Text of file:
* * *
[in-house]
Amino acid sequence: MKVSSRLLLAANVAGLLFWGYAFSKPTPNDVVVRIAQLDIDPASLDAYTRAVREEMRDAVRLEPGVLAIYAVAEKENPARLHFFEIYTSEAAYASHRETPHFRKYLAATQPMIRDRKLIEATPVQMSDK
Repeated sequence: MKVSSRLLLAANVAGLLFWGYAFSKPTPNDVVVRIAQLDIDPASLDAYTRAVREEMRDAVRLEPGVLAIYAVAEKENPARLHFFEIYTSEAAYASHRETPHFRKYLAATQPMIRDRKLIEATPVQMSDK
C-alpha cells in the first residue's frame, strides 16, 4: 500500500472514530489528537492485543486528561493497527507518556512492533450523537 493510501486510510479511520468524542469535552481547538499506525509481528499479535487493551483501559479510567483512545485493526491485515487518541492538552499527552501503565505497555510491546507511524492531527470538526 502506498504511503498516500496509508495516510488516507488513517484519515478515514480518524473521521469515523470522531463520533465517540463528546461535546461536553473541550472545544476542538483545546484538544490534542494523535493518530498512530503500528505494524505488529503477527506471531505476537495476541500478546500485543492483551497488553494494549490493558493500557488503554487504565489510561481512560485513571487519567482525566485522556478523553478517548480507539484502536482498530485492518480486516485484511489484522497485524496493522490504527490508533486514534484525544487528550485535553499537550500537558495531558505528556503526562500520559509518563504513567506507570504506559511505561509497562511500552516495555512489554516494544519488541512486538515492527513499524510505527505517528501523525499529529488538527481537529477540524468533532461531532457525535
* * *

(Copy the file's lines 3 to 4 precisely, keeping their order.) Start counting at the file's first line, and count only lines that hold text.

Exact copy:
Repeated sequence: MKVSSRLLLAANVAGLLFWGYAFSKPTPNDVVVRIAQLDIDPASLDAYTRAVREEMRDAVRLEPGVLAIYAVAEKENPARLHFFEIYTSEAAYASHRETPHFRKYLAATQPMIRDRKLIEATPVQMSDK
C-alpha cells in the first residue's frame, strides 16, 4: 500500500472514530489528537492485543486528561493497527507518556512492533450523537 493510501486510510479511520468524542469535552481547538499506525509481528499479535487493551483501559479510567483512545485493526491485515487518541492538552499527552501503565505497555510491546507511524492531527470538526 502506498504511503498516500496509508495516510488516507488513517484519515478515514480518524473521521469515523470522531463520533465517540463528546461535546461536553473541550472545544476542538483545546484538544490534542494523535493518530498512530503500528505494524505488529503477527506471531505476537495476541500478546500485543492483551497488553494494549490493558493500557488503554487504565489510561481512560485513571487519567482525566485522556478523553478517548480507539484502536482498530485492518480486516485484511489484522497485524496493522490504527490508533486514534484525544487528550485535553499537550500537558495531558505528556503526562500520559509518563504513567506507570504506559511505561509497562511500552516495555512489554516494544519488541512486538515492527513499524510505527505517528501523525499529529488538527481537529477540524468533532461531532457525535